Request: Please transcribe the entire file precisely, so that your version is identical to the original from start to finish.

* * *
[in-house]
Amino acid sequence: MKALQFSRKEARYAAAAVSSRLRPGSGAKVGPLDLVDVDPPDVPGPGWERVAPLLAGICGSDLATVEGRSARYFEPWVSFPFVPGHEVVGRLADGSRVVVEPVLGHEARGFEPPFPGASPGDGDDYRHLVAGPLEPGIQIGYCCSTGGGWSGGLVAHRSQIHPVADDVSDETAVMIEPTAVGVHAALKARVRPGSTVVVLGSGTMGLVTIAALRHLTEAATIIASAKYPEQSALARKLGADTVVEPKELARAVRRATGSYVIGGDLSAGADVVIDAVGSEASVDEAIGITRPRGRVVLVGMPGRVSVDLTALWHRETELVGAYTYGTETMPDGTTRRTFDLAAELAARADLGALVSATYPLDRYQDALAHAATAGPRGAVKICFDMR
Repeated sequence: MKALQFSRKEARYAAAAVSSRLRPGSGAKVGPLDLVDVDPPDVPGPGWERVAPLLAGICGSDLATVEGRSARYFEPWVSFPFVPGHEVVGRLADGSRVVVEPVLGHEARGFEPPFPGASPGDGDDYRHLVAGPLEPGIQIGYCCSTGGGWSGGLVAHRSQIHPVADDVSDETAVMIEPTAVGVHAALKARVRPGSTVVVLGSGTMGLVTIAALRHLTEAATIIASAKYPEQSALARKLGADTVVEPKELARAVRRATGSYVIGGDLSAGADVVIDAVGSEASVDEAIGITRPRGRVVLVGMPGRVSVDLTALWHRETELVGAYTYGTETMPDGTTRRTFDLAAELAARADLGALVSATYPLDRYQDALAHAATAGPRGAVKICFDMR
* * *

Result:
[in-house]
Amino acid sequence: MKALQFSRKEARYAAAAVSSRLRPGSGAKVGPLDLVDVDPPDVPGPGWERVAPLLAGICGSDLATVEGRSARYFEPWVSFPFVPGHEVVGRLADGSRVVVEPVLGHEARGFEPPFPGASPGDGDDYRHLVAGPLEPGIQIGYCCSTGGGWSGGLVAHRSQIHPVADDVSDETAVMIEPTAVGVHAALKARVRPGSTVVVLGSGTMGLVTIAALRHLTEAATIIASAKYPEQSALARKLGADTVVEPKELARAVRRATGSYVIGGDLSAGADVVIDAVGSEASVDEAIGITRPRGRVVLVGMPGRVSVDLTALWHRETELVGAYTYGTETMPDGTTRRTFDLAAELAARADLGALVSATYPLDRYQDALAHAATAGPRGAVKICFDMR
Repeated sequence: MKALQFSRKEARYAAAAVSSRLRPGSGAKVGPLDLVDVDPPDVPGPGWERVAPLLAGICGSDLATVEGRSARYFEPWVSFPFVPGHEVVGRLADGSRVVVEPVLGHEARGFEPPFPGASPGDGDDYRHLVAGPLEPGIQIGYCCSTGGGWSGGLVAHRSQIHPVADDVSDETAVMIEPTAVGVHAALKARVRPGSTVVVLGSGTMGLVTIAALRHLTEAATIIASAKYPEQSALARKLGADTVVEPKELARAVRRATGSYVIGGDLSAGADVVIDAVGSEASVDEAIGITRPRGRVVLVGMPGRVSVDLTALWHRETELVGAYTYGTETMPDGTTRRTFDLAAELAARADLGALVSATYPLDRYQDALAHAATAGPRGAVKICFDMR